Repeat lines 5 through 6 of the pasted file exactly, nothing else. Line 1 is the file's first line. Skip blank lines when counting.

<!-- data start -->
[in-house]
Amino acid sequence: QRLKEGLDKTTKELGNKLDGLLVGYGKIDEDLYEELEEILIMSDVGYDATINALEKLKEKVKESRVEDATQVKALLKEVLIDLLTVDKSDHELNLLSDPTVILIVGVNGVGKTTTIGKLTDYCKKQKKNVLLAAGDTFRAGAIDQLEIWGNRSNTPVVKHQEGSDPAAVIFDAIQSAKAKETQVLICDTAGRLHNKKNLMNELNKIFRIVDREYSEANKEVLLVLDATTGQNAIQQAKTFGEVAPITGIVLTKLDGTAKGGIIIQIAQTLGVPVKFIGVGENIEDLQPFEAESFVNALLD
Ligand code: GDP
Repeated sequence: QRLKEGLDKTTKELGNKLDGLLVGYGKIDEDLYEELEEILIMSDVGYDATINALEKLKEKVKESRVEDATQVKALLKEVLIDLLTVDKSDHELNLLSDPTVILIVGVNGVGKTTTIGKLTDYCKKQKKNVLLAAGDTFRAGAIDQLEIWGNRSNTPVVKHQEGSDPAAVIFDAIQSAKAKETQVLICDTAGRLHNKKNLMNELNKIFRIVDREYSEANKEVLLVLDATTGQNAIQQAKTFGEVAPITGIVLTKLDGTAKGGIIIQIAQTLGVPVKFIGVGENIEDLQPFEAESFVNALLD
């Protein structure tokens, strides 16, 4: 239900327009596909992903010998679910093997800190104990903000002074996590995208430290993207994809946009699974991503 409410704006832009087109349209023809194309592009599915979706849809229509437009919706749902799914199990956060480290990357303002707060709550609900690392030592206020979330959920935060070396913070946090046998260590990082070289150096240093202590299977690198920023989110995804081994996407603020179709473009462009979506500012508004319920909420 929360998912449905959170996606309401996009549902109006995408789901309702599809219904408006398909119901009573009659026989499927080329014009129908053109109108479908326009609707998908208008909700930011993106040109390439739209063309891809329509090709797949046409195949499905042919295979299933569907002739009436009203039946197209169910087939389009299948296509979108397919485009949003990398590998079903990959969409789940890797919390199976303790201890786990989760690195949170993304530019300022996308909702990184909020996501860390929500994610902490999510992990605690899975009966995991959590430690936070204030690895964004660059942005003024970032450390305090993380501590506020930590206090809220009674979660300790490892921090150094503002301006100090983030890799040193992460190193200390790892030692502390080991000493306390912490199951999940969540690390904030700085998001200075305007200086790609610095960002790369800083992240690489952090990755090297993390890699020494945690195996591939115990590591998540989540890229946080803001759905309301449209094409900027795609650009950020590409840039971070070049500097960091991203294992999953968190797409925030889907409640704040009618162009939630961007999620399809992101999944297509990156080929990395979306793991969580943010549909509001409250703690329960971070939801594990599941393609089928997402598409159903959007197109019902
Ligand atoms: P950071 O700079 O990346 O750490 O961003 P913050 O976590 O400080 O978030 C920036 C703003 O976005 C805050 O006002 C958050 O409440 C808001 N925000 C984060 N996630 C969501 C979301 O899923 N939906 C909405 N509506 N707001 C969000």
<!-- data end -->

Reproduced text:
């Protein structure tokens, strides 16, 4: 239900327009596909992903010998679910093997800190104990903000002074996590995208430290993207994809946009699974991503 409410704006832009087109349209023809194309592009599915979706849809229509437009919706749902799914199990956060480290990357303002707060709550609900690392030592206020979330959920935060070396913070946090046998260590990082070289150096240093202590299977690198920023989110995804081994996407603020179709473009462009979506500012508004319920909420 929360998912449905959170996606309401996009549902109006995408789901309702599809219904408006398909119901009573009659026989499927080329014009129908053109109108479908326009609707998908208008909700930011993106040109390439739209063309891809329509090709797949046409195949499905042919295979299933569907002739009436009203039946197209169910087939389009299948296509979108397919485009949003990398590998079903990959969409789940890797919390199976303790201890786990989760690195949170993304530019300022996308909702990184909020996501860390929500994610902490999510992990605690899975009966995991959590430690936070204030690895964004660059942005003024970032450390305090993380501590506020930590206090809220009674979660300790490892921090150094503002301006100090983030890799040193992460190193200390790892030692502390080991000493306390912490199951999940969540690390904030700085998001200075305007200086790609610095960002790369800083992240690489952090990755090297993390890699020494945690195996591939115990590591998540989540890229946080803001759905309301449209094409900027795609650009950020590409840039971070070049500097960091991203294992999953968190797409925030889907409640704040009618162009939630961007999620399809992101999944297509990156080929990395979306793991969580943010549909509001409250703690329960971070939801594990599941393609089928997402598409159903959007197109019902
Ligand atoms: P950071 O700079 O990346 O750490 O961003 P913050 O976590 O400080 O978030 C920036 C703003 O976005 C805050 O006002 C958050 O409440 C808001 N925000 C984060 N996630 C969501 C979301 O899923 N939906 C909405 N509506 N707001 C969000």